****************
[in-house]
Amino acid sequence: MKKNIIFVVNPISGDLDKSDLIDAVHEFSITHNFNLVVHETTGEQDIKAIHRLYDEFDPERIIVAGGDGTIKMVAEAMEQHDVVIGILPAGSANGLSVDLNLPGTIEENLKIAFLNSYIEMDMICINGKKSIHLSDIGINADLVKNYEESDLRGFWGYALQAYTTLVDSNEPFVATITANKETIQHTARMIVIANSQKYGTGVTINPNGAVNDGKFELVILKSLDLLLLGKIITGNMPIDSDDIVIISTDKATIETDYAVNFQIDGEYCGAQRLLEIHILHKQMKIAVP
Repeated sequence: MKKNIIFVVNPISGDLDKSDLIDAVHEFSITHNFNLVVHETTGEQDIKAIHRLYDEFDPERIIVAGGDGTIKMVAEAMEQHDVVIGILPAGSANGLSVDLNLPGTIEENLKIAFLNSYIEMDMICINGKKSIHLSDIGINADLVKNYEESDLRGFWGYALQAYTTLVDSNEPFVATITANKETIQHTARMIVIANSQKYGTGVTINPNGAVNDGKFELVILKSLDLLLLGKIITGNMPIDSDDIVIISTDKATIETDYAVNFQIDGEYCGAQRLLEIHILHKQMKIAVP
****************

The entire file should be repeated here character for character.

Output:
[in-house]
Amino acid sequence: MKKNIIFVVNPISGDLDKSDLIDAVHEFSITHNFNLVVHETTGEQDIKAIHRLYDEFDPERIIVAGGDGTIKMVAEAMEQHDVVIGILPAGSANGLSVDLNLPGTIEENLKIAFLNSYIEMDMICINGKKSIHLSDIGINADLVKNYEESDLRGFWGYALQAYTTLVDSNEPFVATITANKETIQHTARMIVIANSQKYGTGVTINPNGAVNDGKFELVILKSLDLLLLGKIITGNMPIDSDDIVIISTDKATIETDYAVNFQIDGEYCGAQRLLEIHILHKQMKIAVP
Repeated sequence: MKKNIIFVVNPISGDLDKSDLIDAVHEFSITHNFNLVVHETTGEQDIKAIHRLYDEFDPERIIVAGGDGTIKMVAEAMEQHDVVIGILPAGSANGLSVDLNLPGTIEENLKIAFLNSYIEMDMICINGKKSIHLSDIGINADLVKNYEESDLRGFWGYALQAYTTLVDSNEPFVATITANKETIQHTARMIVIANSQKYGTGVTINPNGAVNDGKFELVILKSLDLLLLGKIITGNMPIDSDDIVIISTDKATIETDYAVNFQIDGEYCGAQRLLEIHILHKQMKIAVP